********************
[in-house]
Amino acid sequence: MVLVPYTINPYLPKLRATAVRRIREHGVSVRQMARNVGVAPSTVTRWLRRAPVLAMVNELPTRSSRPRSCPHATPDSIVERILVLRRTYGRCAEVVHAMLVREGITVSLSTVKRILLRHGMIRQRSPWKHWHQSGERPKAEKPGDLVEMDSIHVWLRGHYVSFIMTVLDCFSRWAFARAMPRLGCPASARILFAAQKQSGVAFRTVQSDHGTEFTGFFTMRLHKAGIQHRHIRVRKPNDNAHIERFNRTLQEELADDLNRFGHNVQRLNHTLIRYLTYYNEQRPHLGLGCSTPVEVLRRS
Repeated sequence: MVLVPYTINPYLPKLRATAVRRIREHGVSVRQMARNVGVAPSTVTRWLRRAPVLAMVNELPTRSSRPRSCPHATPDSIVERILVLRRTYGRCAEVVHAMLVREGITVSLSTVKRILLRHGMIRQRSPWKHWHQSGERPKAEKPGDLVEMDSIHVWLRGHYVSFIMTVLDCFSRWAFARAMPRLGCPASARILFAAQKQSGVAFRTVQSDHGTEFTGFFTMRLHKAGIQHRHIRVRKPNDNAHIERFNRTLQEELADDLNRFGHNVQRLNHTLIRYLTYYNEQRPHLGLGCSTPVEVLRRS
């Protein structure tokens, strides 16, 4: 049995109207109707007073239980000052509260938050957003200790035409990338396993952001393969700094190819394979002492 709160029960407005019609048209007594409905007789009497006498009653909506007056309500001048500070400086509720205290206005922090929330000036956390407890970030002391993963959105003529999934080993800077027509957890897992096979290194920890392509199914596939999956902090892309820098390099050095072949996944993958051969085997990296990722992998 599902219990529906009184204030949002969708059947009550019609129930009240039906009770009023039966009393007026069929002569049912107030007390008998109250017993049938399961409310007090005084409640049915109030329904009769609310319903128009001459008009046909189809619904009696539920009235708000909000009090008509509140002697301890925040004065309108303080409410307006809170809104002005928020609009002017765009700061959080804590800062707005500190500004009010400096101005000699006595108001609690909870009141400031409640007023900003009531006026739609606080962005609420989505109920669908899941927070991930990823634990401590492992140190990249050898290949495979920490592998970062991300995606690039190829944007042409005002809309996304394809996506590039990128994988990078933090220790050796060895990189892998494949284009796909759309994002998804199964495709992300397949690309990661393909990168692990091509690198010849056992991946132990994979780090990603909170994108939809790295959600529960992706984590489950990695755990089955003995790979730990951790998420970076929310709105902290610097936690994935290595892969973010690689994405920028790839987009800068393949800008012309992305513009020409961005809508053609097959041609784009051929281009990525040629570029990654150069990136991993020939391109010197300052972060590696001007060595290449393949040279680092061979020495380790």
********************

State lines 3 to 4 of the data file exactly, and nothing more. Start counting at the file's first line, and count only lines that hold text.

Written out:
Repeated sequence: MVLVPYTINPYLPKLRATAVRRIREHGVSVRQMARNVGVAPSTVTRWLRRAPVLAMVNELPTRSSRPRSCPHATPDSIVERILVLRRTYGRCAEVVHAMLVREGITVSLSTVKRILLRHGMIRQRSPWKHWHQSGERPKAEKPGDLVEMDSIHVWLRGHYVSFIMTVLDCFSRWAFARAMPRLGCPASARILFAAQKQSGVAFRTVQSDHGTEFTGFFTMRLHKAGIQHRHIRVRKPNDNAHIERFNRTLQEELADDLNRFGHNVQRLNHTLIRYLTYYNEQRPHLGLGCSTPVEVLRRS
């Protein structure tokens, strides 16, 4: 049995109207109707007073239980000052509260938050957003200790035409990338396993952001393969700094190819394979002492 709160029960407005019609048209007594409905007789009497006498009653909506007056309500001048500070400086509720205290206005922090929330000036956390407890970030002391993963959105003529999934080993800077027509957890897992096979290194920890392509199914596939999956902090892309820098390099050095072949996944993958051969085997990296990722992998 599902219990529906009184204030949002969708059947009550019609129930009240039906009770009023039966009393007026069929002569049912107030007390008998109250017993049938399961409310007090005084409640049915109030329904009769609310319903128009001459008009046909189809619904009696539920009235708000909000009090008509509140002697301890925040004065309108303080409410307006809170809104002005928020609009002017765009700061959080804590800062707005500190500004009010400096101005000699006595108001609690909870009141400031409640007023900003009531006026739609606080962005609420989505109920669908899941927070991930990823634990401590492992140190990249050898290949495979920490592998970062991300995606690039190829944007042409005002809309996304394809996506590039990128994988990078933090220790050796060895990189892998494949284009796909759309994002998804199964495709992300397949690309990661393909990168692990091509690198010849056992991946132990994979780090990603909170994108939809790295959600529960992706984590489950990695755990089955003995790979730990951790998420970076929310709105902290610097936690994935290595892969973010690689994405920028790839987009800068393949800008012309992305513009020409961005809508053609097959041609784009051929281009990525040629570029990654150069990136991993020939391109010197300052972060590696001007060595290449393949040279680092061979020495380790």